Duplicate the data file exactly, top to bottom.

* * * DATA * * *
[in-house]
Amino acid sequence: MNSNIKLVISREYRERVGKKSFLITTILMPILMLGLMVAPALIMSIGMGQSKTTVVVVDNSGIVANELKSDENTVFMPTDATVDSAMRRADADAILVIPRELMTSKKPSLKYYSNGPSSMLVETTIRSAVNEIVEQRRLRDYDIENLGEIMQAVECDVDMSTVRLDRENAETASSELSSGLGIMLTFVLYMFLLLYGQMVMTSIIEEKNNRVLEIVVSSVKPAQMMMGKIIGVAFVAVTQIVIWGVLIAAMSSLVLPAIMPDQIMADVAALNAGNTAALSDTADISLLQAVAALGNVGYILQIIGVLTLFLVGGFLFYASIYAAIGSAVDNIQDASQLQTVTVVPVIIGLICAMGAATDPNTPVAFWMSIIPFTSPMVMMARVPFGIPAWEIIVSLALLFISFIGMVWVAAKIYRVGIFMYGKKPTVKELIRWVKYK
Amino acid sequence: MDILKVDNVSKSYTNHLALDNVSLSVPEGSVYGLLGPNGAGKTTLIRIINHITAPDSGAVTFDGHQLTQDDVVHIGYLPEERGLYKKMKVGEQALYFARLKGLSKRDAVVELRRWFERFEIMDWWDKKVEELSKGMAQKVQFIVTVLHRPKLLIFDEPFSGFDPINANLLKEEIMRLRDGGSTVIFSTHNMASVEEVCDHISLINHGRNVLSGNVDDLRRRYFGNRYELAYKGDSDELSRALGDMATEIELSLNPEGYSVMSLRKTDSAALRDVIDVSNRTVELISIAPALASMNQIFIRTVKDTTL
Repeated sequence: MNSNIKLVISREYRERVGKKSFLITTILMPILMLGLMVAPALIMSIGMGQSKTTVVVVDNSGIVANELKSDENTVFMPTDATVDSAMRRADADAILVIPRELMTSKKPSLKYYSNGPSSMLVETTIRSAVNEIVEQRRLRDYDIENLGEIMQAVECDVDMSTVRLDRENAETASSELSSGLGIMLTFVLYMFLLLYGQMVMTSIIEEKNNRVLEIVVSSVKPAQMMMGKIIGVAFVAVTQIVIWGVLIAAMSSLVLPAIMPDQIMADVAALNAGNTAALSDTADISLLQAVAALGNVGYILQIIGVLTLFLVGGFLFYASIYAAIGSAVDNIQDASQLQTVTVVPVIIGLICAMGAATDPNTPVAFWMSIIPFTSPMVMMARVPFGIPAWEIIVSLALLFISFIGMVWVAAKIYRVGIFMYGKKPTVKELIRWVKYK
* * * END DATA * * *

[in-house]
Amino acid sequence: MNSNIKLVISREYRERVGKKSFLITTILMPILMLGLMVAPALIMSIGMGQSKTTVVVVDNSGIVANELKSDENTVFMPTDATVDSAMRRADADAILVIPRELMTSKKPSLKYYSNGPSSMLVETTIRSAVNEIVEQRRLRDYDIENLGEIMQAVECDVDMSTVRLDRENAETASSELSSGLGIMLTFVLYMFLLLYGQMVMTSIIEEKNNRVLEIVVSSVKPAQMMMGKIIGVAFVAVTQIVIWGVLIAAMSSLVLPAIMPDQIMADVAALNAGNTAALSDTADISLLQAVAALGNVGYILQIIGVLTLFLVGGFLFYASIYAAIGSAVDNIQDASQLQTVTVVPVIIGLICAMGAATDPNTPVAFWMSIIPFTSPMVMMARVPFGIPAWEIIVSLALLFISFIGMVWVAAKIYRVGIFMYGKKPTVKELIRWVKYK
Amino acid sequence: MDILKVDNVSKSYTNHLALDNVSLSVPEGSVYGLLGPNGAGKTTLIRIINHITAPDSGAVTFDGHQLTQDDVVHIGYLPEERGLYKKMKVGEQALYFARLKGLSKRDAVVELRRWFERFEIMDWWDKKVEELSKGMAQKVQFIVTVLHRPKLLIFDEPFSGFDPINANLLKEEIMRLRDGGSTVIFSTHNMASVEEVCDHISLINHGRNVLSGNVDDLRRRYFGNRYELAYKGDSDELSRALGDMATEIELSLNPEGYSVMSLRKTDSAALRDVIDVSNRTVELISIAPALASMNQIFIRTVKDTTL
Repeated sequence: MNSNIKLVISREYRERVGKKSFLITTILMPILMLGLMVAPALIMSIGMGQSKTTVVVVDNSGIVANELKSDENTVFMPTDATVDSAMRRADADAILVIPRELMTSKKPSLKYYSNGPSSMLVETTIRSAVNEIVEQRRLRDYDIENLGEIMQAVECDVDMSTVRLDRENAETASSELSSGLGIMLTFVLYMFLLLYGQMVMTSIIEEKNNRVLEIVVSSVKPAQMMMGKIIGVAFVAVTQIVIWGVLIAAMSSLVLPAIMPDQIMADVAALNAGNTAALSDTADISLLQAVAALGNVGYILQIIGVLTLFLVGGFLFYASIYAAIGSAVDNIQDASQLQTVTVVPVIIGLICAMGAATDPNTPVAFWMSIIPFTSPMVMMARVPFGIPAWEIIVSLALLFISFIGMVWVAAKIYRVGIFMYGKKPTVKELIRWVKYK